Vodafone doubles NB-IoT network to cover 98% of the UK
Vodafone has invested heavily in deploying NB-IoT sites to meet growing demand from customers across the country, and it has now announced its doubled the number of its NB-IoT network sites in the UK to cover 98% of the country’s geography.
As the world becomes increasingly connected, the NB-IoT ecosystem has soared. In January 2020, NB-IoT connections reached the 100 million milestone, with expectations that they will make up 46% of all cellular IoT connections by 2026.
NB-IoT is a low-power, wide-area network (LPWAN) technology, used for enabling efficient communications between devices that require long battery life and have low data demand. This makes the NB-IoT perfect for numerous applications that do not need to constantly transmit data, such as smart gas and water metres, environmental sensors, or smoke and fire alarms.
Vodafone sees NB-IoT as complementary to its other connectivity services, such as 4G 5G, which can deliver greater bandwidth and a constant connection. This, it argues, allows it to offer flexible, tailored services for customers based on their needs.
“NB-IoT is a part of our network that is often overlooked, but it is becoming increasingly important, bringing data from a growing variety of devices to power decision-making in more organisations,” explained Anne Sheehan, Business Director at Vodafone UK.
“This is a network which has been designed for low-bandwidth devices, allowing for coverage that goes beyond 4G, and devices where battery life could be extended to as long as ten years. In IoT, customers might want to use our 4G network for real-time, data-intensive analytics, while others might need a connectivity solution for non-time-sensitive use cases, such as environmental monitoring.”
Vodafone also runs NB-IoT networks in a number of European countries, including Germany, Greece, Italy and Spain
Verizon, Samsung complete 5G data session on C-band spectrum
U.S telecom Verizon, in partnership with Samsung Electronics, has completed a trial of a 5G data session over the C-band spectrum. The test was conducted in a live network environment using cloud-native, end-to-end virtualisation in preparation for Verizon’s 5G Ultra Wideband expansion.
Adam Koeppe, Senior Vice President of Technology Planning at Verizon, said: “We have been driving the industry to large-scale virtualisation using the advanced architecture we have built into our network from the core to the far edge. This recent accomplishment paves the way for a more programmable, efficient, and scalable 5G network. “Customers deserve more than mere access to 5G. They deserve 5G built with the highest, gold-standard engineering practices that have positioned Verizon as the most reliable industry leader for years.”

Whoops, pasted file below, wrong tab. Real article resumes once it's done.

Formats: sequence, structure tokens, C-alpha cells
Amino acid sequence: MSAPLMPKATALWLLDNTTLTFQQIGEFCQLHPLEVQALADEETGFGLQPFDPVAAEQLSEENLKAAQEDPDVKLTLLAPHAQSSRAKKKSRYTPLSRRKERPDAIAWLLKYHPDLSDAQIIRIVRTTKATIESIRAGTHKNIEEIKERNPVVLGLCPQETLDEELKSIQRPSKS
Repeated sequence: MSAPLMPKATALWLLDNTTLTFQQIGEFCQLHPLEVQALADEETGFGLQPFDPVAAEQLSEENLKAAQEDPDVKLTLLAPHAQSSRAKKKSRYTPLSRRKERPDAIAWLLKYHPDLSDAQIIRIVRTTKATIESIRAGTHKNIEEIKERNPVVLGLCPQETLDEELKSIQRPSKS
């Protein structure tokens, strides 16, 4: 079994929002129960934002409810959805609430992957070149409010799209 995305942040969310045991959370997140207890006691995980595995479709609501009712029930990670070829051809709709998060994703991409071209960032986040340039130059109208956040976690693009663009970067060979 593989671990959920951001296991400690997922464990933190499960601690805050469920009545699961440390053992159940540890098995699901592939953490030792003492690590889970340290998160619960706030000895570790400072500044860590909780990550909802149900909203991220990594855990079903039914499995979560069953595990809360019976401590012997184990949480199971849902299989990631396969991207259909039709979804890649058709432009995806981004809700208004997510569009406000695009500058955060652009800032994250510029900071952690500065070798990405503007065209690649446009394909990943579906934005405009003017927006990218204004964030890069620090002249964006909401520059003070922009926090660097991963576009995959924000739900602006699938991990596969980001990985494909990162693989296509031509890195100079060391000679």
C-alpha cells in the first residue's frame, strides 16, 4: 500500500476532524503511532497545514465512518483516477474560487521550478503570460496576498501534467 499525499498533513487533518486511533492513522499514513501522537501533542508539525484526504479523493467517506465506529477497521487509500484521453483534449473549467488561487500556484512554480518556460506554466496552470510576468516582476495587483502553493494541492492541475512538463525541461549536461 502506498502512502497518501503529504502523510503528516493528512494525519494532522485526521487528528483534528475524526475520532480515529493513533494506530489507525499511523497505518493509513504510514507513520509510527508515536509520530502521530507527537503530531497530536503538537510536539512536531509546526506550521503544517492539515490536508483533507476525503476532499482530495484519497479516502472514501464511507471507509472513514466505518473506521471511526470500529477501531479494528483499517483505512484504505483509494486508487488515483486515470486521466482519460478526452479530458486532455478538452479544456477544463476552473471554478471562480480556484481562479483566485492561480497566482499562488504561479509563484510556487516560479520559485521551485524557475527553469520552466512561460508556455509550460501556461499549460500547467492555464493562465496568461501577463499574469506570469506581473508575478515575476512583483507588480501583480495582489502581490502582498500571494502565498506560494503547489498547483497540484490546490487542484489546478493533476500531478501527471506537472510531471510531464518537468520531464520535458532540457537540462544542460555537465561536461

The importance of virtualisation in optimising 5G network performance
According to Samsung, Virtualisation plays a vital role in delivering advanced 5G network services. This is due to 5G use cases such as IoT solutions, more robust consumer devices and solutions, AR/VR, remote healthcare, autonomous robotics in manufacturing environments, and ubiquitous smart city solutions, becoming more dependant on the programmability of virtualised networks.
Pleased with the result of the trial, Junehee Lee, Executive Vice President and Head of R&D, Networks Business at Samsung Electronics, said: “We’re proud to mark another milestone following our first large-scale commercial 5G vRAN deployment for Verizon, which is currently servicing millions of users. This trial reinforces our commitment to helping operators evolve their advanced 5G networks.”
The trials used Samsung’s fully virtualized RAN (vRAN) solution built on its own software stack and C-band 64T64R Massive MIMO radio in coordination with Verizon’s virtualized core. “The trials achieved speeds commensurate with traditional hardware-based equipment,” the companies said.
Verizon claims that cloud-native, virtualised architecture provides greater flexibility aster delivery of services, greater scalability, and improved cost efficiency in networks”, allowing it to lead the way in network slicing and wide-scale mobile edge computing.
The technology also enables Verizon to respond quickly to customer’s latency and computing needs. Virtualisation aims to lower the entry barrier for new vendors in the ecosystem while entrants will be able to accelerate innovation and reduce operating costs, the companies said.
Verizon is planning to make the 5G C-band spectrum initially available to 46 markets by the first quarter of 2022, and provide the Ultra-Wideband service to 100mn people. Throughout the next two years, the company expects coverage to increase to 175mn people before reaching 250mn by the end of 2024.